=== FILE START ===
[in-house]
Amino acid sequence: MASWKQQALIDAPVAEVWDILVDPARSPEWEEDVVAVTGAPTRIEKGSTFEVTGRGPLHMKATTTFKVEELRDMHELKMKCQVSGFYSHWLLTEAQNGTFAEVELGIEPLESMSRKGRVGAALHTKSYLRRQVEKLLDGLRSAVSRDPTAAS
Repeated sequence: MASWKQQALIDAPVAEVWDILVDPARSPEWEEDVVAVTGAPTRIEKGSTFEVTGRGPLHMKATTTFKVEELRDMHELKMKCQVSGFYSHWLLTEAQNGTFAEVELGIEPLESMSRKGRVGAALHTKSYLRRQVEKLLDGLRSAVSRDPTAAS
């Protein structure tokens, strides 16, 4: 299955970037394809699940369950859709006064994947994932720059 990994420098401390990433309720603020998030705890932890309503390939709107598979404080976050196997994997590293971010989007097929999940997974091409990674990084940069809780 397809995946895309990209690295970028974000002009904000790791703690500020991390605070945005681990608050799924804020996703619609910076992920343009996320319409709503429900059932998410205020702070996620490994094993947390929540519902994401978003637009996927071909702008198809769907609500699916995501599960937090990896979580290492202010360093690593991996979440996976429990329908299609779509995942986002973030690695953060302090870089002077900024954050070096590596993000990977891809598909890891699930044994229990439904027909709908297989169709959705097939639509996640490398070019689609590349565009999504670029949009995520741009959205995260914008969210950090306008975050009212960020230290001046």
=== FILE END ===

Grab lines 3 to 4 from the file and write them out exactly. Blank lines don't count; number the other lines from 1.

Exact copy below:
Repeated sequence: MASWKQQALIDAPVAEVWDILVDPARSPEWEEDVVAVTGAPTRIEKGSTFEVTGRGPLHMKATTTFKVEELRDMHELKMKCQVSGFYSHWLLTEAQNGTFAEVELGIEPLESMSRKGRVGAALHTKSYLRRQVEKLLDGLRSAVSRDPTAAS
């Protein structure tokens, strides 16, 4: 299955970037394809699940369950859709006064994947994932720059 990994420098401390990433309720603020998030705890932890309503390939709107598979404080976050196997994997590293971010989007097929999940997974091409990674990084940069809780 397809995946895309990209690295970028974000002009904000790791703690500020991390605070945005681990608050799924804020996703619609910076992920343009996320319409709503429900059932998410205020702070996620490994094993947390929540519902994401978003637009996927071909702008198809769907609500699916995501599960937090990896979580290492202010360093690593991996979440996976429990329908299609779509995942986002973030690695953060302090870089002077900024954050070096590596993000990977891809598909890891699930044994229990439904027909709908297989169709959705097939639509996640490398070019689609590349565009999504670029949009995520741009959205995260914008969210950090306008975050009212960020230290001046």